Elks Have Been Serving Rim Country Since 1960

Mission of the Elks is to support community's youth and its veterans


The Benevolent and Protective Order of Elks has been serving the Rim Country since 1960.

The group, simply known as the Payson Elks, was chartered on July 6, 1960. It had a whopping 183 charter members -- which in those days represented a substantial percentage of the male population in the small mountain community.


Dwayne Cunningham slices up another turkey in preparation for the annual Community Thanksgiving Dinner at the Payson Elks Lodge.

The Payson Elks, along with the Lions Club, is the fifth oldest community service organization in the

Rim Country. The Lions Club and the Elks both had their start in 1960.

Of those 183 men who were charter members, eight remain active in the Payson Lodge. They started meeting on Main Street, but in 1969 there was a fire, so the property at 1206 North Beeline Highway was purchased and work began on the current facility.

Now more than 400 people belong to the Payson Elks Lodge.

The Elks' primary focus for its fund-raising efforts are the youth of the Rim Country and its veterans.

The two largest events held for the youth are the Children's Shopping Spree and the Kids' Christmas Party.

The 2007 shopping spree had 47 children come to the Lodge for doughnuts, milk and juice before heading to Wal-Mart.

More than $7,000 was spent on clothes for the youngsters. Later, another 80 children joined the group for the Christmas party. Each child was given a bag containing a coloring book, Crayons, cookies and candy. Santa came to the party as well, giving each child a nice gift purchased by members of the Lodge.


Madison Park looks up at her mom, Theresa, as she delights in the Doodle Pro she received after talking with Santa during the Christmas festivities at the Payson Elks Lodge.

On Flag Day the Payson Elks Lodge annually presents a patriotic tribute to the American Flag.

As a patriotic organization, the Elks celebrate Flag Day because "the destiny of our country is forever joined beneath the folds of the Stars and Stripes."

Youth are particularly encouraged to attend the ceremony, which has become a Payson tradition.

One mission of the Elks is to ensure that the American flag is not taken for granted by anyone, and they hope their Flag Day ceremonies serve to pass the traditions and values the flag represent from generation to generation.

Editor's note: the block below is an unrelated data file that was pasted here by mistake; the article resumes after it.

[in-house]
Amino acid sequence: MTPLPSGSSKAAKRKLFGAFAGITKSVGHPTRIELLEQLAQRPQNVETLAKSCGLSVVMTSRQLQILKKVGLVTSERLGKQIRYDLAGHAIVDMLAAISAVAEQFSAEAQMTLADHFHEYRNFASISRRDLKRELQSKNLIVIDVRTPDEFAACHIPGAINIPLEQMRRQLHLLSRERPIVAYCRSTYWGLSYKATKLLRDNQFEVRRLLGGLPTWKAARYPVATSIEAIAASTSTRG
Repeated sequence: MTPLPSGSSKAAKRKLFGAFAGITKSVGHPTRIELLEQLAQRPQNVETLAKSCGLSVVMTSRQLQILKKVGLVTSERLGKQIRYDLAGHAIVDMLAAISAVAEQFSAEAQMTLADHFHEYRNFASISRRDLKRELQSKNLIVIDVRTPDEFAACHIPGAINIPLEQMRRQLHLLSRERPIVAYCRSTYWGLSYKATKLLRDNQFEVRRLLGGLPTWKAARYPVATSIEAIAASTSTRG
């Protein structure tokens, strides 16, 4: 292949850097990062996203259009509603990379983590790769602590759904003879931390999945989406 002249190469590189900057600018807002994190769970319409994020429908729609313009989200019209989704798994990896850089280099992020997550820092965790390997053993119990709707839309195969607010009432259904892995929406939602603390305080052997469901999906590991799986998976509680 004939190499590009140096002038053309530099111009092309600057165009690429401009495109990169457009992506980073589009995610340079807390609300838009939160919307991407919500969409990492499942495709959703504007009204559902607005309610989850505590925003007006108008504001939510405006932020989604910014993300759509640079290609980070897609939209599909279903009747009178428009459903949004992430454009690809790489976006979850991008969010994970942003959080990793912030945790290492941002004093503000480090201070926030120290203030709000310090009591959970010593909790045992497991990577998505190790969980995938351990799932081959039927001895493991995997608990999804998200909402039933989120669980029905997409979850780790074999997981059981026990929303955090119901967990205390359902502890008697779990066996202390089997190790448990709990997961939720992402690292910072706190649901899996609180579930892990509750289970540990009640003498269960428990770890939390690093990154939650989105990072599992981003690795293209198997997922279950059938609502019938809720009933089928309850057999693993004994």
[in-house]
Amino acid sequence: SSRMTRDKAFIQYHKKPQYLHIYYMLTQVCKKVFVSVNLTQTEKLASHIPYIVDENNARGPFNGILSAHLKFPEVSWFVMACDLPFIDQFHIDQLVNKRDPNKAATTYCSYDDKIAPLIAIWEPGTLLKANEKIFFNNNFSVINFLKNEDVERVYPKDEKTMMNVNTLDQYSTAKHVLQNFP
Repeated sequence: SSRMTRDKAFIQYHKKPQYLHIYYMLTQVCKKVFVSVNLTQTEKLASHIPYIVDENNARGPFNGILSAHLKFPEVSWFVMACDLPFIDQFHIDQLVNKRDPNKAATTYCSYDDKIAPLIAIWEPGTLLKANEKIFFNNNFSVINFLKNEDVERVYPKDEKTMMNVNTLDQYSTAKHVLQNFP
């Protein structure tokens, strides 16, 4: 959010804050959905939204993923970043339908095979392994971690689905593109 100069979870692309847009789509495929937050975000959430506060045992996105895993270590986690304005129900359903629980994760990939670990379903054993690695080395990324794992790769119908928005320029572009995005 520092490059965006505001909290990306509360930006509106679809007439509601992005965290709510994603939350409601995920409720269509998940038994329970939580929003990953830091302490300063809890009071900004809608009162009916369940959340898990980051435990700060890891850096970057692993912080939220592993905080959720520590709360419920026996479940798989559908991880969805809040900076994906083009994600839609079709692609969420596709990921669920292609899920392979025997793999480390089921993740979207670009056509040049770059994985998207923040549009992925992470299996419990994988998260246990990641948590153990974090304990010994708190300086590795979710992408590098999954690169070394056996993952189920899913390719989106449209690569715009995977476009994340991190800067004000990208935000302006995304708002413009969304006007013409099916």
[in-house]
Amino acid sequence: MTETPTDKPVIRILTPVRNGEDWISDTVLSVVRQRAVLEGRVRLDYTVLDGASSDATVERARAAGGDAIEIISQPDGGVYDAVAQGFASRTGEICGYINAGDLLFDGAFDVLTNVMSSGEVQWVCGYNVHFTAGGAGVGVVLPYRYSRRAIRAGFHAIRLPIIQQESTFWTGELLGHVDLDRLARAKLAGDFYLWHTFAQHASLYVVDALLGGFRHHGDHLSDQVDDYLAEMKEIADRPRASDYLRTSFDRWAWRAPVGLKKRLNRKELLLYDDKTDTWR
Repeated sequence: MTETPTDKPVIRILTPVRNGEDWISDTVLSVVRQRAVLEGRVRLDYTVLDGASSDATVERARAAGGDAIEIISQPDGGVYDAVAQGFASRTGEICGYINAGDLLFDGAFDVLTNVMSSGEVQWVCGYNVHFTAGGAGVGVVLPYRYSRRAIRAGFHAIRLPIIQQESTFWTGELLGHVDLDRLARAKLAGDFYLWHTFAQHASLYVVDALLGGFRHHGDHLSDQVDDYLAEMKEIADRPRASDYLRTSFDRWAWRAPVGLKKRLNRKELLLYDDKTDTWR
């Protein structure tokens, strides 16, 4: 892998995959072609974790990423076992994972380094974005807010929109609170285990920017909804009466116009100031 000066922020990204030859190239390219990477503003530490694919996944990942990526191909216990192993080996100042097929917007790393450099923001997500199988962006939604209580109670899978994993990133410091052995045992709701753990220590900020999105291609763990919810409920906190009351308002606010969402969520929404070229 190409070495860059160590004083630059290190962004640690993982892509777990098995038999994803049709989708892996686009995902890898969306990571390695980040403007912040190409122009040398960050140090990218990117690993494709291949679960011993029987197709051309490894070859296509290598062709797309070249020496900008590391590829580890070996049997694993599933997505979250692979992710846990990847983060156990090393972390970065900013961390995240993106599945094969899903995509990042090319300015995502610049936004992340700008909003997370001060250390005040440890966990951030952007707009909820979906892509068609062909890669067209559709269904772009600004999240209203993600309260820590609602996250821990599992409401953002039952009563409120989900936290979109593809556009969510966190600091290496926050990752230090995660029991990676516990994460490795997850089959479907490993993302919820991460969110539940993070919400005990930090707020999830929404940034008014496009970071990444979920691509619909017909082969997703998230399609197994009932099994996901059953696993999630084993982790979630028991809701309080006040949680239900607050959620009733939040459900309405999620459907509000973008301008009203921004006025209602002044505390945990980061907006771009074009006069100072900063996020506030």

"Our flag has a proud and glorious history. It represents our independence and unity as a nation -- under God, indivisible. It was at the lead of every battle fought by Americans and many people have died protecting it. It even stands proudly on the surface of the moon," reads the Elks' literature.

Other activities for young people include the Hoop Shoot, Soccer Kick, Drug Awareness and Special Olympics.

The annual free Thanksgiving Day Dinner is an event for everyone in Payson and the surrounding area. Last year more than 100 meals were delivered to shut-ins and a sit-down dinner was served at the Lodge to approximately 400 area residents, plus all the volunteers who make the event possible. Food was also delivered to Payson area veterans immediately after the dinner.


Megan Miller looks on as her son Tyler talks with Santa about what he'd like for Christmas this year.

Veterans receive donations of clothing, games and many other items donated by members of the Elks. The chairman of the Elks' veterans services committee is very active in all facets of veterans' activities, including the area's Color Guard.

The Lodge supports Payson Supply Line with donations for active duty troops in Iraq and Afghanistan.

Anyone wishing more information, or interested in becoming a member of Payson Elks Lodge #2154 should call the Lodge secretary Ev Griffin at (928) 474-2572.

Joining the Elks

Anyone wishing more information, or interested in becoming a member of Payson Elks Lodge #2154 should call the Lodge secretary Ev Griffin at (928) 474-2572.

Officer: Exalted Ruler Victor Mozart

Elks meeting schedule: The Elks and HOPES meet at 7 p.m. the first Thursday of the month; Elks and Ladies Night is at 6 p.m. the second Thursday of the month; the second regular Elks meeting is at 7 p.m., the third Thursday of the month, as is the HOPES Night Out

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